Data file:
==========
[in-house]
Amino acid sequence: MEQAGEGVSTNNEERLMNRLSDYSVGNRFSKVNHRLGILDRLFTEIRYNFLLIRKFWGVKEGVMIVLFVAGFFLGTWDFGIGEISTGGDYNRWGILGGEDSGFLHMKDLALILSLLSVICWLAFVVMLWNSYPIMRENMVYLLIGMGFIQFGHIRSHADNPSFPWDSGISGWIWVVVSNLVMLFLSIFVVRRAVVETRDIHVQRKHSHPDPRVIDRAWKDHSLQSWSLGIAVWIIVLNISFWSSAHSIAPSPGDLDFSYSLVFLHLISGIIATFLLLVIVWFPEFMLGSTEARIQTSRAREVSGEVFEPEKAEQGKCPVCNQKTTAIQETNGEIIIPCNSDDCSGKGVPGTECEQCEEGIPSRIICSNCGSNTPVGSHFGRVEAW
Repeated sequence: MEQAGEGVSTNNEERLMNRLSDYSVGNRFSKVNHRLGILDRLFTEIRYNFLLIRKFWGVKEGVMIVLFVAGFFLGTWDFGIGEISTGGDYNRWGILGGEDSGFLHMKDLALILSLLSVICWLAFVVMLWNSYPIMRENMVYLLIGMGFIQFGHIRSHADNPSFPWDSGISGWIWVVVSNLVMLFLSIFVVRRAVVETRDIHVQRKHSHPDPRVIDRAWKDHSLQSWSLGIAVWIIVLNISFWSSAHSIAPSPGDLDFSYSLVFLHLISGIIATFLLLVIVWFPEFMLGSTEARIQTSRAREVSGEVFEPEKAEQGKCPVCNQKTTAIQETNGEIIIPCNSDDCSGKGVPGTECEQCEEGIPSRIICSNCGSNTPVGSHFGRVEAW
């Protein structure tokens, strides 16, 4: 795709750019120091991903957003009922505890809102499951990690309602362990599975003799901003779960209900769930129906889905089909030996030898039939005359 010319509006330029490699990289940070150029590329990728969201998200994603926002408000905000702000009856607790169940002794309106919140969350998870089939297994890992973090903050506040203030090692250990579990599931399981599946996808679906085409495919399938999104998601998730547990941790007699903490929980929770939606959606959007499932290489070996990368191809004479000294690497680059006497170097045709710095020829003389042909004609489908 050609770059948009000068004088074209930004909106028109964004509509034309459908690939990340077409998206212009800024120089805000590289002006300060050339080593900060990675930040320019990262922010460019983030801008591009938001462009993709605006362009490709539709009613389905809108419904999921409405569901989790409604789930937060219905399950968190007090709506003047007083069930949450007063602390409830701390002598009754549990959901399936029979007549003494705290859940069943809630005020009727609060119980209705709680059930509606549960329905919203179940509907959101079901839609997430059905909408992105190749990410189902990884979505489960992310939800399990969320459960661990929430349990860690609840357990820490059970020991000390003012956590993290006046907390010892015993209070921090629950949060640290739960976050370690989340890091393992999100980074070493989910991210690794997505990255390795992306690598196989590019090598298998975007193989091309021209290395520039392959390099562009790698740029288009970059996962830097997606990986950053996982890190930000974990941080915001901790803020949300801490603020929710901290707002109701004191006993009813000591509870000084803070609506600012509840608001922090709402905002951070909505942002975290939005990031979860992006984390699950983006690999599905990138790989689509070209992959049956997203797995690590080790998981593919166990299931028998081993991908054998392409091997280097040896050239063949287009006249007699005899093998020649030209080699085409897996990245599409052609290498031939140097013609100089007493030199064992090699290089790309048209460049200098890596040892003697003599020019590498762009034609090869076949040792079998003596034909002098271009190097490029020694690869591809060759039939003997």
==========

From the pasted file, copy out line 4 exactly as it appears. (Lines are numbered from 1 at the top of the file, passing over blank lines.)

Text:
């Protein structure tokens, strides 16, 4: 795709750019120091991903957003009922505890809102499951990690309602362990599975003799901003779960209900769930129906889905089909030996030898039939005359 010319509006330029490699990289940070150029590329990728969201998200994603926002408000905000702000009856607790169940002794309106919140969350998870089939297994890992973090903050506040203030090692250990579990599931399981599946996808679906085409495919399938999104998601998730547990941790007699903490929980929770939606959606959007499932290489070996990368191809004479000294690497680059006497170097045709710095020829003389042909004609489908 050609770059948009000068004088074209930004909106028109964004509509034309459908690939990340077409998206212009800024120089805000590289002006300060050339080593900060990675930040320019990262922010460019983030801008591009938001462009993709605006362009490709539709009613389905809108419904999921409405569901989790409604789930937060219905399950968190007090709506003047007083069930949450007063602390409830701390002598009754549990959901399936029979007549003494705290859940069943809630005020009727609060119980209705709680059930509606549960329905919203179940509907959101079901839609997430059905909408992105190749990410189902990884979505489960992310939800399990969320459960661990929430349990860690609840357990820490059970020991000390003012956590993290006046907390010892015993209070921090629950949060640290739960976050370690989340890091393992999100980074070493989910991210690794997505990255390795992306690598196989590019090598298998975007193989091309021209290395520039392959390099562009790698740029288009970059996962830097997606990986950053996982890190930000974990941080915001901790803020949300801490603020929710901290707002109701004191006993009813000591509870000084803070609506600012509840608001922090709402905002951070909505942002975290939005990031979860992006984390699950983006690999599905990138790989689509070209992959049956997203797995690590080790998981593919166990299931028998081993991908054998392409091997280097040896050239063949287009006249007699005899093998020649030209080699085409897996990245599409052609290498031939140097013609100089007493030199064992090699290089790309048209460049200098890596040892003697003599020019590498762009034609090869076949040792079998003596034909002098271009190097490029020694690869591809060759039939003997």